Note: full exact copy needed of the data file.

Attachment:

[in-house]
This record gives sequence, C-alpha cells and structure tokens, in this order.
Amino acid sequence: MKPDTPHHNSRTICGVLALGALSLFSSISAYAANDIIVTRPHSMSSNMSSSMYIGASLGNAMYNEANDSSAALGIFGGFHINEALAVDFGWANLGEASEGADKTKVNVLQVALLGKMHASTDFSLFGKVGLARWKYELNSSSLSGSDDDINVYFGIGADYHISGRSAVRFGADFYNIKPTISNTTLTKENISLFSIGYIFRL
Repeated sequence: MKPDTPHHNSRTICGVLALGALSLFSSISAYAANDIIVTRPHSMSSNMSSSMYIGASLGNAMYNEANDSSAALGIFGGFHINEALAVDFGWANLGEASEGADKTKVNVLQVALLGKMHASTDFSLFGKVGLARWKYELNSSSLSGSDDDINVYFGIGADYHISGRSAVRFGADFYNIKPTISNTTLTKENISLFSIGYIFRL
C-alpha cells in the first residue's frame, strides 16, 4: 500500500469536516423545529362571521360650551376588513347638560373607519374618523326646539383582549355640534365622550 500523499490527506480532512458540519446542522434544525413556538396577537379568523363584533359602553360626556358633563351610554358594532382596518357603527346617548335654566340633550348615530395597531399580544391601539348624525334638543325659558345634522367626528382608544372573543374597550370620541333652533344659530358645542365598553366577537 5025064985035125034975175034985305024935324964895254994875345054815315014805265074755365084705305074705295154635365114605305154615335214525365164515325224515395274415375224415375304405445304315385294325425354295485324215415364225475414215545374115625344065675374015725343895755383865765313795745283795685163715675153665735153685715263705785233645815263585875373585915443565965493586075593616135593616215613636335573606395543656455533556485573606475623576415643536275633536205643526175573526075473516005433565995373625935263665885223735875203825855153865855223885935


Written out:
[in-house]
This record gives sequence, C-alpha cells and structure tokens, in this order.
Amino acid sequence: MKPDTPHHNSRTICGVLALGALSLFSSISAYAANDIIVTRPHSMSSNMSSSMYIGASLGNAMYNEANDSSAALGIFGGFHINEALAVDFGWANLGEASEGADKTKVNVLQVALLGKMHASTDFSLFGKVGLARWKYELNSSSLSGSDDDINVYFGIGADYHISGRSAVRFGADFYNIKPTISNTTLTKENISLFSIGYIFRL
Repeated sequence: MKPDTPHHNSRTICGVLALGALSLFSSISAYAANDIIVTRPHSMSSNMSSSMYIGASLGNAMYNEANDSSAALGIFGGFHINEALAVDFGWANLGEASEGADKTKVNVLQVALLGKMHASTDFSLFGKVGLARWKYELNSSSLSGSDDDINVYFGIGADYHISGRSAVRFGADFYNIKPTISNTTLTKENISLFSIGYIFRL
C-alpha cells in the first residue's frame, strides 16, 4: 500500500469536516423545529362571521360650551376588513347638560373607519374618523326646539383582549355640534365622550 500523499490527506480532512458540519446542522434544525413556538396577537379568523363584533359602553360626556358633563351610554358594532382596518357603527346617548335654566340633550348615530395597531399580544391601539348624525334638543325659558345634522367626528382608544372573543374597550370620541333652533344659530358645542365598553366577537 5025064985035125034975175034985305024935324964895254994875345054815315014805265074755365084705305074705295154635365114605305154615335214525365164515325224515395274415375224415375304405445304315385294325425354295485324215415364225475414215545374115625344065675374015725343895755383865765313795745283795685163715675153665735153685715263705785233645815263585875373585915443565965493586075593616135593616215613636335573606395543656455533556485573606475623576415643536275633536205643526175573526075473516005433565995373625935263665885223735875203825855153865855223885935